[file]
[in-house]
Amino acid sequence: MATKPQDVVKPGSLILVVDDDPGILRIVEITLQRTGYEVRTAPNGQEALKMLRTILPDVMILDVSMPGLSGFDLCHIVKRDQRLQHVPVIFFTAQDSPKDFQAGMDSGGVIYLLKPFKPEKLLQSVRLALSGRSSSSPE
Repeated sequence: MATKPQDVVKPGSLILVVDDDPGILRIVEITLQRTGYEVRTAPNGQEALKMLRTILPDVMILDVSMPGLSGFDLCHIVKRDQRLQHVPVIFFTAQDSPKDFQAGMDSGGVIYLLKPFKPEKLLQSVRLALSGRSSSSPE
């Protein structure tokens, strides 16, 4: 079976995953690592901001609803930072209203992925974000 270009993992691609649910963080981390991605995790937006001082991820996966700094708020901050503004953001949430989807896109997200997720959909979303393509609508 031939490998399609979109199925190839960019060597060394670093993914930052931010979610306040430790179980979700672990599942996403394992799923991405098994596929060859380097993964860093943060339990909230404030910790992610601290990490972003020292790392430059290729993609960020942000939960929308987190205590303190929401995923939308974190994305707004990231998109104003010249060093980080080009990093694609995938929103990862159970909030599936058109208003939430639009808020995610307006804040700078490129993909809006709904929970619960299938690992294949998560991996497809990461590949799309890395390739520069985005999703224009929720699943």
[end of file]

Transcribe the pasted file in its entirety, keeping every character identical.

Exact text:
[in-house]
Amino acid sequence: MATKPQDVVKPGSLILVVDDDPGILRIVEITLQRTGYEVRTAPNGQEALKMLRTILPDVMILDVSMPGLSGFDLCHIVKRDQRLQHVPVIFFTAQDSPKDFQAGMDSGGVIYLLKPFKPEKLLQSVRLALSGRSSSSPE
Repeated sequence: MATKPQDVVKPGSLILVVDDDPGILRIVEITLQRTGYEVRTAPNGQEALKMLRTILPDVMILDVSMPGLSGFDLCHIVKRDQRLQHVPVIFFTAQDSPKDFQAGMDSGGVIYLLKPFKPEKLLQSVRLALSGRSSSSPE
């Protein structure tokens, strides 16, 4: 079976995953690592901001609803930072209203992925974000 270009993992691609649910963080981390991605995790937006001082991820996966700094708020901050503004953001949430989807896109997200997720959909979303393509609508 031939490998399609979109199925190839960019060597060394670093993914930052931010979610306040430790179980979700672990599942996403394992799923991405098994596929060859380097993964860093943060339990909230404030910790992610601290990490972003020292790392430059290729993609960020942000939960929308987190205590303190929401995923939308974190994305707004990231998109104003010249060093980080080009990093694609995938929103990862159970909030599936058109208003939430639009808020995610307006804040700078490129993909809006709904929970619960299938690992294949998560991996497809990461590949799309890395390739520069985005999703224009929720699943």